Westside Bicycle Boulevards Recap

Let the city know what you think about the westside bicycle boulevards

On December 7 around twenty community members including Bike Colorado Springs joined city staff and their consultant at the Westside Community Center on to hear about plans for proposed westside bike boulevards on Pikes Peak Ave and Cucharras St and let the city know about our collective experiences and concerns.

Visit official city project website here

Bike Colorado Springs what pleasantly surprised that many of the types of treatments that we communicated in our original post announcing the meeting are being proposed as treatments by the project’s consultant. BikeCOS continues to advocate for bicycle infrastructure on Colorado Ave but we believe that these bicycle boulevards are a step in the right direction.

All previous bicycle boulevard implementations in Colorado Springs the have fallen short but what was proposed at this meeting showed the intentions to use best practices (such as what NACTO recommends) to make these first of their kind pieces of bicycle infrastructure truly safer routes for bicycle riders with less and slower vehicle traffic. We need infrastructure that prioritizes bicyclists and that is exactly what bicycle boulevards do.

Below is a condensed version of the presention from December 7th full presentation PDF Available Here

Proposed Bicycle Boulevards on Pikes Peak Ave and Cucharras ST

Bicycle boulevards were proposed on Cucharras St and Pikes Peak Ave as part of the Midland Corridor Transportation Study.
Midland Corridor Project Website
Midland Corridor Study Final Report – Bike Boulevard Improvements start on page 49

Proposed bicycle boulevards as recommended in Midland Corridor transportation study

Related to this recommended corridor Bike Colorado Springs believes that the hill on Pikes Peak Ave between 25th and 28th street is incompatible with a bicycle boulevard and recommends that the west bound bike route is a protected bike lane on Colorado Ave through Old Colorado City.

Suggested treatments

From the Project Website “bike boulevards incorporate traffic calming treatments with the primary goal of prioritizing bicycle through-travel, while discouraging motor vehicle traffic and maintaining relatively low motor vehicle speeds.” Below images are from slides presented by the project consultant at the December 7th meeting.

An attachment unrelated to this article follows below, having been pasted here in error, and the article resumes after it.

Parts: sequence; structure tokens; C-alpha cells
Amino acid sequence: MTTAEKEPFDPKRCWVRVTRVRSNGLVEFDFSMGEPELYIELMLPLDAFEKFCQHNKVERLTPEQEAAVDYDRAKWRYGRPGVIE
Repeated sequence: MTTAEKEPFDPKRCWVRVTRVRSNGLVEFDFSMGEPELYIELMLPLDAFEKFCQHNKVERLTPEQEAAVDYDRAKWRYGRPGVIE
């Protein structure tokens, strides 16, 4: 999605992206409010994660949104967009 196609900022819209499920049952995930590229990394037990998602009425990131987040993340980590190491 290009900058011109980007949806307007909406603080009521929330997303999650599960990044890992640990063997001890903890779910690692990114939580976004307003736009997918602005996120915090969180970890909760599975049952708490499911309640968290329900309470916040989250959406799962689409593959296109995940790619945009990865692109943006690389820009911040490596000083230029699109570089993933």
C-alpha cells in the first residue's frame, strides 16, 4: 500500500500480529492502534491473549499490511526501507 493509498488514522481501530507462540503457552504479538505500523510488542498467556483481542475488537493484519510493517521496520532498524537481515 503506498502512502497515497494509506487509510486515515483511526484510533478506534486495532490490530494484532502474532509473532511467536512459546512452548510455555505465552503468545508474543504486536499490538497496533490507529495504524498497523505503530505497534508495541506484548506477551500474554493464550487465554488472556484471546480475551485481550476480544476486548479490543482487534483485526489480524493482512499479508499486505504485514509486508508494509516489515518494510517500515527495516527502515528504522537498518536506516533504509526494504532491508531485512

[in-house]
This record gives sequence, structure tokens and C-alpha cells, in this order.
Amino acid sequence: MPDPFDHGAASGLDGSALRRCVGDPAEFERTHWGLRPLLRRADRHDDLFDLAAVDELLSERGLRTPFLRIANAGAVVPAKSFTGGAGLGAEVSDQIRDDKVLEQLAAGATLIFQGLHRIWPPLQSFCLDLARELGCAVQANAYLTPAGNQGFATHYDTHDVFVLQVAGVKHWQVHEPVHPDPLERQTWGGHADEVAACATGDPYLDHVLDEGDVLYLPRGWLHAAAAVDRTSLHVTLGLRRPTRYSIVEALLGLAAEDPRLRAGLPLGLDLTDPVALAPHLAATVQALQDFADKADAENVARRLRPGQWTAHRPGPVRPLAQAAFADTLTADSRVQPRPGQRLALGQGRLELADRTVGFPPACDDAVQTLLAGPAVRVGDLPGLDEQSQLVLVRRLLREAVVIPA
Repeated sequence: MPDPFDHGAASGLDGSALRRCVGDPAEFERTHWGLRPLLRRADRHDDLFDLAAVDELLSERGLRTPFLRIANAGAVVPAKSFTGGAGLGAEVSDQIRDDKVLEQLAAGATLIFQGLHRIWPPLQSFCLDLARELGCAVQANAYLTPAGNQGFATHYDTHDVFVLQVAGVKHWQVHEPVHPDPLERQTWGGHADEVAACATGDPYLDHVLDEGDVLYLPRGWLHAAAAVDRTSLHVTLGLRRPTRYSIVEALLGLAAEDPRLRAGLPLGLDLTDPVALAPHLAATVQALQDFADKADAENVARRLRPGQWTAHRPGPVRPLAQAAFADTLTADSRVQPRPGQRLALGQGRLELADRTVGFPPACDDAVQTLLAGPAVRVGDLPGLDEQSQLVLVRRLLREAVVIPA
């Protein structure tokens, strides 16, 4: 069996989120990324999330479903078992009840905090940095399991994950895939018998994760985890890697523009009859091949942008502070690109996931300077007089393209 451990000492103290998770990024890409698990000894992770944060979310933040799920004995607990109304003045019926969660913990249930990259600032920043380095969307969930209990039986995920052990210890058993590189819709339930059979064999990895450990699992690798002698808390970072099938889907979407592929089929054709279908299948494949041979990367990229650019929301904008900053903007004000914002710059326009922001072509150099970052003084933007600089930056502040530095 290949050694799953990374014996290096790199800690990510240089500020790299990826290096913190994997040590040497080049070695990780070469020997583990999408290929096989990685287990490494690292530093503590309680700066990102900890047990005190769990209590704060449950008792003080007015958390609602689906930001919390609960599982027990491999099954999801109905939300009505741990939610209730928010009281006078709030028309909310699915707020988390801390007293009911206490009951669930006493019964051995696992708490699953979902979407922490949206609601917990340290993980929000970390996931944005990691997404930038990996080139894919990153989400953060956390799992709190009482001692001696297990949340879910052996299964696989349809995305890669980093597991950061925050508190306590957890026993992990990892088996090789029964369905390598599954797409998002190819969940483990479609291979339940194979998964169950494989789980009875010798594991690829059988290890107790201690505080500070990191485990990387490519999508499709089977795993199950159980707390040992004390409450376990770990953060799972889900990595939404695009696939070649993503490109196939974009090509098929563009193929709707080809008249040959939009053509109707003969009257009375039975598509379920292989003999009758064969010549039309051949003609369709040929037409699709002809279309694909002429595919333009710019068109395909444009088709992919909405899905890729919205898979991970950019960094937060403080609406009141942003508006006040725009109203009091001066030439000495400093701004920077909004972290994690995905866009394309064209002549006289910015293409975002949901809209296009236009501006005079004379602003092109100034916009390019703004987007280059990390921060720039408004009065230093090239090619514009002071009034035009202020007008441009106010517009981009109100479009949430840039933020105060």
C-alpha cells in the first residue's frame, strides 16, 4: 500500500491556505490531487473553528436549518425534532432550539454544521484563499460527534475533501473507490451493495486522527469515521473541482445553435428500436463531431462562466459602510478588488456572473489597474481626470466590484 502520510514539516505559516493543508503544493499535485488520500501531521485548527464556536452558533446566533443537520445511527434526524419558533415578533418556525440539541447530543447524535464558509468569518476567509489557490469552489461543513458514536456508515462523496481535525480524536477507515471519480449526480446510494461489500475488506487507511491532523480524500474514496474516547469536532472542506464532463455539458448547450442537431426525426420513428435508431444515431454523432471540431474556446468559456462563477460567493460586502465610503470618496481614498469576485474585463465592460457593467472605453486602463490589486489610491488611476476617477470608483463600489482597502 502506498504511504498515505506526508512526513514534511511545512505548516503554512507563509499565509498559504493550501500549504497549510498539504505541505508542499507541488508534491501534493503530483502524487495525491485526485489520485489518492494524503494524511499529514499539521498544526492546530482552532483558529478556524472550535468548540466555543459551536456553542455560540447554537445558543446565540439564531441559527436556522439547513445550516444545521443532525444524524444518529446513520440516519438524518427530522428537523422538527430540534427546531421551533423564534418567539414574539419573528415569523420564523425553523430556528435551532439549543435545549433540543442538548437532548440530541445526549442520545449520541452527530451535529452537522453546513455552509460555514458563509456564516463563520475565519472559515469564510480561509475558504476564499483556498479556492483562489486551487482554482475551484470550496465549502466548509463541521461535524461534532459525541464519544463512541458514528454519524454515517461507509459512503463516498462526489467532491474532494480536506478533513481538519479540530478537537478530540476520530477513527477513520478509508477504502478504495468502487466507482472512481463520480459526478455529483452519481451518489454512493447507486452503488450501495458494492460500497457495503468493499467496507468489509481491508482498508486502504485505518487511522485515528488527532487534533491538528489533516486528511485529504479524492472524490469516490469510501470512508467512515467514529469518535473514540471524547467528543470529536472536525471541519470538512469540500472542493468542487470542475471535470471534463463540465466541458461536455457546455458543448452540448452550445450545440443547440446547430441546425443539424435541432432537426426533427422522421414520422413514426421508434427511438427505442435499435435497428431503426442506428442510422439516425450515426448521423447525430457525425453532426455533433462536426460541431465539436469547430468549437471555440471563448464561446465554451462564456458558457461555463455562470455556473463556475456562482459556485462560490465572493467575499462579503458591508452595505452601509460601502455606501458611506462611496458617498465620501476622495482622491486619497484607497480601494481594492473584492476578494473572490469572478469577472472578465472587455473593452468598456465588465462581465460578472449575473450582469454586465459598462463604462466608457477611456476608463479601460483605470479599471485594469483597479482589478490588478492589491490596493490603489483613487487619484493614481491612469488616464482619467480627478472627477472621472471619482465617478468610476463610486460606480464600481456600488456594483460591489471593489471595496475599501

Paint and Signage – Sharrows (AKA Shared Lane Markings), bicycle boulevard paint, and bicycle boulevard route signage are a key part of bicycle boulevards; helping to guide cyclists unfamiliar with the route on the safest corridor. When shared lane markings or paint are only treatment then yes, sharrows alone are insufficient. When they are as wayfinding and route identification in conjunction with hard infrastructure to divert and slow vehicle traffic, we believe they are appropriate. This is a NACTO recommended treatment.

Bike permeable medians – what we’ve previously referred to as modal filters, these types of barriers limit vehicle through traffic while allowing bicyclists and pedestrians to pass through. This cuts down on vehicle cut-through traffic decreasing how many cars drive on a segment of street. This is a NACTO recommended treatment.

Curb Bulbouts – Also know as curb extensions serve multiple roles narrowing the entrance and exit at intersections (reducing vehicle speed), eliminate parking all the way up to an intersection improving sightlines (Daylighting), and reduce pedestrian crossing distances to make pedestrian crossing safer. One concern of curb bulb-outs for cyclists are on roads where vehicle speeds and or volumes are higher cyclist may feel safer riding in vacant parking (which we discourage, it is much safer to take the lane) requiring cyclists to merge back with traffic which can cause dangerous interactions. Curb Bulbouts are a NACTO recommended treatment.